# How to calculate the eigenvector corresponding to zero eigenvalue

How can the eigenvector corresponding to zero eigenvalue be found out? I was trying with the following simple matrix in Matlab:

$$A=\left[\begin{array}{ccc}1 & -2 & 3 \\ 2 & -3 & 4 \\ 3 & -4 & 5 \end{array}\right] \; .$$

In matlab computations, the matrix seemed nearly singular with one of the eigenvalues very close to zero (3e-15). That means the usual shifted inverse power methods for finding out the unit eigenvector corresponding to an eigenvalue won't work. But Matlab returns an eigenvector corresponding to 0. How? Basically, I would like to develop a program to compute this eigenvector given any singular matrix. What algorithm should I use?

Edit: (1) Edited to reflect that the 'nearly singular' comment was corresponding to Matlab calculation. (2) Edited to specify the actual question.

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If all the elements of a matrix are integers, as here, then the determinant is an integer. So 'nearly singular' is impossible! – TonyK Mar 24 '11 at 14:14

This matrix is singular, the determinant is zero, so it has an eigenvector for eigenvalue $0$. Nothing mysterious there -- you might want to check the calculation that made you think it was only nearly singular.

As for how to find eigenvectors with eigenvalue $0$: They are just the solutions of the homogeneous system of linear equations corresponding to this matrix, $Ax=0$, so you can use e.g. Gaussian elimination.

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Thanks for the comment. I mentioned "nearly singular" because, in matlab the eigenvalue seemed to 3e-15 with long formatting. I of course realize that the matrix is completely singular, but I was wondering why Matlab had it that way which made it seem nearly singular as opposed to completely singular. I will rephrase the original question to reflect that. – Samik R Mar 24 '11 at 18:22
Just edited OP as mentioned above, and change the question to "I would like to develop a program to compute this eigenvector given any singular matrix. What algorithm should I use?" Thanks again for your response. – Samik R Mar 24 '11 at 18:35
@Samik: "in MATLAB the eigenvalue seemed to 3e-15 with long formatting." - because MATLAB uses floating point arithmetic; thus, don't expect supposedly zero results to be *exactly* zero. – J. M. Apr 11 '11 at 2:20

A matrix $A$ has eigenvalue $\lambda$ if and only if there exists a nonzero vector $\mathbf{x}$ such that $A\mathbf{x}=\lambda\mathbf{x}$. This is equivalent to the existence of a nonzero vector $\mathbf{x}$ such that $(A-\lambda I)\mathbf{x}=\mathbf{0}$. This is equivalent to the matrix $A-\lambda I$ having nontrivial nullspace, which in turn is equivalent to $A-\lambda I$ being singular (determinant equal to $0$).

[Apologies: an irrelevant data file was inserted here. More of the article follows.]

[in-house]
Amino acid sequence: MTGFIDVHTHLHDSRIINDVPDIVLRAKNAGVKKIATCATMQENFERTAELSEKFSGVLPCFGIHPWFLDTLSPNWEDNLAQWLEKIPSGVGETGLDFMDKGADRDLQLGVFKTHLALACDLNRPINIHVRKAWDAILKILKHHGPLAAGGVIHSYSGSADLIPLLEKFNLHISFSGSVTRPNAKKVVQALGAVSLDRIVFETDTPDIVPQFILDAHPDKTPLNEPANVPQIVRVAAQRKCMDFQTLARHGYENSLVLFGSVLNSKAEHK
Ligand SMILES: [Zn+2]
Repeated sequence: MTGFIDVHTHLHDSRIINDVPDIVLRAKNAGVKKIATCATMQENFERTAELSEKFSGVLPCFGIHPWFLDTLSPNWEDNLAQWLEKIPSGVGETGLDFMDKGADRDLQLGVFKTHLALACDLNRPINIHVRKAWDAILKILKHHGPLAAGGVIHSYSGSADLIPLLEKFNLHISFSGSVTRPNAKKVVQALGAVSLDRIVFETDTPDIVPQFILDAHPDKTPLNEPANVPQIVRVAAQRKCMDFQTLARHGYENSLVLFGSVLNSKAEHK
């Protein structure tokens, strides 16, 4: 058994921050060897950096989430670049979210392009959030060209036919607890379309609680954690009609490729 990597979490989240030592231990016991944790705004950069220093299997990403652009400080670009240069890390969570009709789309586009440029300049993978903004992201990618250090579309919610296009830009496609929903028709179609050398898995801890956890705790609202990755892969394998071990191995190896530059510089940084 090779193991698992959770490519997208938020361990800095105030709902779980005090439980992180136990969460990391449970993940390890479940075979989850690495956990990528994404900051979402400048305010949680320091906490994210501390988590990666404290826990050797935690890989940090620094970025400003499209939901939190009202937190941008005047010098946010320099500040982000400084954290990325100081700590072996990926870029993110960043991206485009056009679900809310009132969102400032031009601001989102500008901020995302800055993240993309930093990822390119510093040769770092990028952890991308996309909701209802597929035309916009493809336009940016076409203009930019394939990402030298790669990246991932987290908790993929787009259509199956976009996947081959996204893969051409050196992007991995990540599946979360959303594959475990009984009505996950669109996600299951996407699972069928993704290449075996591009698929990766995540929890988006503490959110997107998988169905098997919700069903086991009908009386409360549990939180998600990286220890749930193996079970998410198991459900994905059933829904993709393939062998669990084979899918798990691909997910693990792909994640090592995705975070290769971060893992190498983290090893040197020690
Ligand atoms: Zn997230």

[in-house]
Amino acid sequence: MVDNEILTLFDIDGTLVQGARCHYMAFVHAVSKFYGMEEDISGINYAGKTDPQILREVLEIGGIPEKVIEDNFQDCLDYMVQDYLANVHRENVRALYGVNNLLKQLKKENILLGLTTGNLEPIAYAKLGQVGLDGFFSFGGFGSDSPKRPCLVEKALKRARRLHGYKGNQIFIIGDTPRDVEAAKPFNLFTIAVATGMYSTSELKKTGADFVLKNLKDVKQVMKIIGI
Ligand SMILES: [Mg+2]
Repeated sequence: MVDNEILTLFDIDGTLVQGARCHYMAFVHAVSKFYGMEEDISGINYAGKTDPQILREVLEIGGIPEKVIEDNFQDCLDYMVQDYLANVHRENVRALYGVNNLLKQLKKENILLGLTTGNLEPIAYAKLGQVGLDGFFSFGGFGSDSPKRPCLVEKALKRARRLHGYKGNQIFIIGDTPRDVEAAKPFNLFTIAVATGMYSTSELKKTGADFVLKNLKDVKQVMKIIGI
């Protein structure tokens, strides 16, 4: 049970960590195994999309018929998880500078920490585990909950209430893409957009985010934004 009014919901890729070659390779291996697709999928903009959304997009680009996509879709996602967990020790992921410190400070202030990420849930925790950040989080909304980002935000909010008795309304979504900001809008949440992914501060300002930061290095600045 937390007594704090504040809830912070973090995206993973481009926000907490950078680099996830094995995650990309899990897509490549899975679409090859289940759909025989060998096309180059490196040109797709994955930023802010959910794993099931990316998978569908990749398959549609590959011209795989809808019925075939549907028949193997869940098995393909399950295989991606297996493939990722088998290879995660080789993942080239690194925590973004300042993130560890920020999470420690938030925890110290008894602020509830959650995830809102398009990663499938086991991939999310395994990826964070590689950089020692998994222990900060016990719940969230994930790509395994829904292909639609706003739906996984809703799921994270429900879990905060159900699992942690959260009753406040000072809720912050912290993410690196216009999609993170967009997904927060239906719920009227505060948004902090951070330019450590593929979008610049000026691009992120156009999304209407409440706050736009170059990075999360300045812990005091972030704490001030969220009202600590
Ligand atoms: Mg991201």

In particular, $\lambda=0$ is an eigenvector if and only if $\det(A)=0$. If the matrix is "nearly singular" but not actually singular, then $\lambda=0$ is not an eigenvalue.

As it happens, \begin{align*} \det(A) &= \left|\begin{array}{rr} -3 & \hphantom{-}4\\ -4 & 5 \end{array}\right| + 2\left|\begin{array}{cc} 2 & 4\\ 3 & 5 \end{array}\right| + 3\left|\begin{array}{rr} \hphantom{-}2 & -3\\ 3 & -4 \end{array}\right|\\ &= \Bigl(-15 + 16\Bigr) + 2\Bigl( 10 - 12\Bigr) + 3\Bigl(-8+9\Bigr)\\ &= 1 - 4 + 3 = 0, \end{align*} so the matrix is not "nearly singular", it is just plain singular.

The eigenvectors corresponding to $\lambda$ are found by solving the system $(A-\lambda I)\mathbf{x}=\mathbf{0}$. So, the eigenvectors corresponding to $\lambda=0$ are found by solving the system $(A-0I)\mathbf{x}=A\mathbf{x}=\mathbf{0}$. That is: solve $$\begin{array}{rcrcrcl} x & - & 2y & + & 3z & = & 0 \\ 2x & - & 3y & + & 4z & = & 0 \\ 3x & - & 4y & + & 5z & = & 0. \end{array}$$ The solutions (other than the trivial solution) are the eigenvectors. A basis for the solution space (the nullspace of $A$) is a basis for the eigenspace $E_{\lambda}$.

Added. If you know a square matrix is singular, then finding eigenvectors corresponding to $0$ is equivalent to solving the corresponding system of linear equations. There are plenty of algorithms for doing that: Gaussian elimination, for instance (Wikipedia even has pseudocode for implementing it). If you want numerical stability, you can also use Grassmann's algorithm.

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Thanks for the explanation. I actually have slightly different requirement, and have modified the OP to reflect that. Basically, "I would like to develop a program to compute this eigenvector given any singular matrix. What algorithm should I use?" – Samik R Mar 24 '11 at 18:35
@Samik: Solving systems of linear equations with integer coefficients can be done through Gaussian elimination, or the modification using Grassmann's algorithm (which avoids subtraction). – Arturo Magidin Mar 24 '11 at 18:42